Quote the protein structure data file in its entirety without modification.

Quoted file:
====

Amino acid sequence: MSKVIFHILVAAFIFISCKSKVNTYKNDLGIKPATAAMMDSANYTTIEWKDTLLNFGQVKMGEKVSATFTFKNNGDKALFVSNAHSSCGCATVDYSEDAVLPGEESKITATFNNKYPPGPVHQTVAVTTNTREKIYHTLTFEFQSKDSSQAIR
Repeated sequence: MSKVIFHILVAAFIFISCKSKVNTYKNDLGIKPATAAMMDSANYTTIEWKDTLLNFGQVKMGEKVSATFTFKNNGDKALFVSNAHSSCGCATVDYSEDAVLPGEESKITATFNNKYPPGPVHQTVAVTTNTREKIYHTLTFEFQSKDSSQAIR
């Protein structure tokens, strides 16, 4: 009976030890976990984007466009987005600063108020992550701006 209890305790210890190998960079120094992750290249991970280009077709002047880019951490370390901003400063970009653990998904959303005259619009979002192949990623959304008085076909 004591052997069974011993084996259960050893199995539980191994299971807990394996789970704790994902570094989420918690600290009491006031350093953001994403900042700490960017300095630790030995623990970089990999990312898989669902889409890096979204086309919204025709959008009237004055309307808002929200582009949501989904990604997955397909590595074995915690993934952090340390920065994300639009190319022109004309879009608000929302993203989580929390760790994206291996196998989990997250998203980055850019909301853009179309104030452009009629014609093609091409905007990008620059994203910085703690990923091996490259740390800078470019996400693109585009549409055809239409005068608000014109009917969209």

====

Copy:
Amino acid sequence: MSKVIFHILVAAFIFISCKSKVNTYKNDLGIKPATAAMMDSANYTTIEWKDTLLNFGQVKMGEKVSATFTFKNNGDKALFVSNAHSSCGCATVDYSEDAVLPGEESKITATFNNKYPPGPVHQTVAVTTNTREKIYHTLTFEFQSKDSSQAIR
Repeated sequence: MSKVIFHILVAAFIFISCKSKVNTYKNDLGIKPATAAMMDSANYTTIEWKDTLLNFGQVKMGEKVSATFTFKNNGDKALFVSNAHSSCGCATVDYSEDAVLPGEESKITATFNNKYPPGPVHQTVAVTTNTREKIYHTLTFEFQSKDSSQAIR
């Protein structure tokens, strides 16, 4: 009976030890976990984007466009987005600063108020992550701006 209890305790210890190998960079120094992750290249991970280009077709002047880019951490370390901003400063970009653990998904959303005259619009979002192949990623959304008085076909 004591052997069974011993084996259960050893199995539980191994299971807990394996789970704790994902570094989420918690600290009491006031350093953001994403900042700490960017300095630790030995623990970089990999990312898989669902889409890096979204086309919204025709959008009237004055309307808002929200582009949501989904990604997955397909590595074995915690993934952090340390920065994300639009190319022109004309879009608000929302993203989580929390760790994206291996196998989990997250998203980055850019909301853009179309104030452009009629014609093609091409905007990008620059994203910085703690990923091996490259740390800078470019996400693109585009549409055809239409005068608000014109009917969209």